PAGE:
Milan and Jennifer Gupta always wanted their "million-dollar dream home" but didn't want to pay the price.
Turns out, they didn't have to.
In April 2009, the couple paid $680,000 for a six-bedroom, 6 1/2-bathroom home in an exclusive section of Cory Lake Isles, the upscale gated community with entrances off Cross Creek Boulevard and Morris Bridge Road.
Four years earlier, the house on Cache Isles Drive sold for $1.8 million.
The Guptas bought the sprawling home, which was structurally sound, as a pre-foreclosure property from Countywide Financial, Jennifer Gupta said.
"It was a year of going back and forth," she said. "We got a deal because we knew we weren't in a hurry. We were willing to wait."
The Guptas, who lived in London at the time, spotted the house in 2008, while visiting friends at Cory Lakes Isles, and decided to make a move.
"I love the warm weather," Gupta said.
All across New Tampa, homeowners are buying houses previously valued at $1 million or more for thousands of dollars less, Hillsborough County Property Appraiser's Office records show.
The Guptas' bargain price for their "million-dollar home" has become more common in northeast Tampa.
Property values for homes assessed at $1 million or more in New Tampa began to take a nosedive in 2007 and have yet to recover, county records show.
At the time, Florida's economy and real estate market also were in a tailspin.
In 2006, the number of homes assessed by the county property appraiser's office at $1 million or more in New Tampa, including Tampa Palms, peaked at 130. Two years later the number fell to 59. Last year, there were 25.
Seventeen of the houses assessed at $1 million or more are in Tampa Palms' premier enclave, The Reserve. Inside the attendant-guarded village, 13 of the area's most expensive homes, including one assessed at $2.2 million, are on Maclaurin Drive, a U-shaped street that runs throughout the tony community.
The eight remaining homes in northeast Tampa assessed at $1 million or more are sprinkled through Tampa Palms Area 2, Hunter's Green and Cory Lake Isles, county records show.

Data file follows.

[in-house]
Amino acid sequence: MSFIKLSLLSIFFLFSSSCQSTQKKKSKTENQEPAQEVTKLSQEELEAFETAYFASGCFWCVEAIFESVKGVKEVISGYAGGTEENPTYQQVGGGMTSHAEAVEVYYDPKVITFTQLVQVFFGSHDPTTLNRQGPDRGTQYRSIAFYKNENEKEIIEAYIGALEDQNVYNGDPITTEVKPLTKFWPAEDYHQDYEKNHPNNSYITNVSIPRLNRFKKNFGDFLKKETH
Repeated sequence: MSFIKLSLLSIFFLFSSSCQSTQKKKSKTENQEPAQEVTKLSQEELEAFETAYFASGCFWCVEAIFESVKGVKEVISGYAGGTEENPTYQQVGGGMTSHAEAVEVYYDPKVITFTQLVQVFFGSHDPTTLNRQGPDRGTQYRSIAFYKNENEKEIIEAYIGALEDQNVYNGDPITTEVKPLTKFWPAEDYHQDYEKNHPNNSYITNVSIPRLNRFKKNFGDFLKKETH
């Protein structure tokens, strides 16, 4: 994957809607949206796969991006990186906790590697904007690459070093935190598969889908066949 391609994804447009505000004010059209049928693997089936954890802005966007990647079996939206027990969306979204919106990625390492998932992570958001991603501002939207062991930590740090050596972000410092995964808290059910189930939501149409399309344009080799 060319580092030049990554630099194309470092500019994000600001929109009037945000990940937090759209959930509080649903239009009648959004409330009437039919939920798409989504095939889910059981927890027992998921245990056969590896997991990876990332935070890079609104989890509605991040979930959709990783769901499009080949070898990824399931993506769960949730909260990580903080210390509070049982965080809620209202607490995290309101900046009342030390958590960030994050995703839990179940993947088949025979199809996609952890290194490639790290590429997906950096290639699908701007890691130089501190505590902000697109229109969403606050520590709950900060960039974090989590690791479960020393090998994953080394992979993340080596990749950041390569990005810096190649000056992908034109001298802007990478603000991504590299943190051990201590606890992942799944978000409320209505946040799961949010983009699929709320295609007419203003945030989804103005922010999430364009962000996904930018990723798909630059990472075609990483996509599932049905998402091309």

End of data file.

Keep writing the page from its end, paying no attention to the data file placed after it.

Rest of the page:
Unlike in South Tampa and on Davis Islands, where multimillion-dollar homes are peppered along public streets, or on Harbour Island, which is lined with waterfront mansions, the most valuable homes in New Tampa are tucked behind private gates, away from public view.
Yet homebuyers such as the Guptas are finding bargains in some of the area's most exclusive neighborhoods.
Take Burniston Drive in Tampa Palms North, for example. Some houses that sold for $1 million or more five years ago are selling for mid- to high-six figures now.
A house purchased in the 16300 block of Burniston Drive for $1.3 million in 2007 sold for $800,000 two years later, county records show.
However, sellers are not giving up entirely on trying salvaging as much value as possible for their homes. For example, a house in the 14400 block of Burniston Drive that sold for $1.4 million in 2007 is back on the market for $1.2 million.
Burniston Drive is typical of streets in lots of expensive neighborhoods, where home prices tumbled because of the state's slumping economy and sluggish housing market, said Michael Ceparano, a short-sale specialist in New Tampa.
Houses priced at more than $1 million in 2005, 2006, and part of 2007 are selling for slightly more than half the price now, he said.
The big losers are people who bought at the peak of the real estate boom, said Ceparano, owner of BuyandSellTampa.com. They've seen the greatest loss of value.
Many houses sold in Hillsborough County since the burst of the real estate bubble have been bank-owned or preforeclosure properties that sold for less than the borrowers owed on their mortgages, he said.
Three year later, Gupta is still happy with her Cory Lake Isles bargain. Even though they bought the house, "as is," it's structurally sound and has had no problems, she said.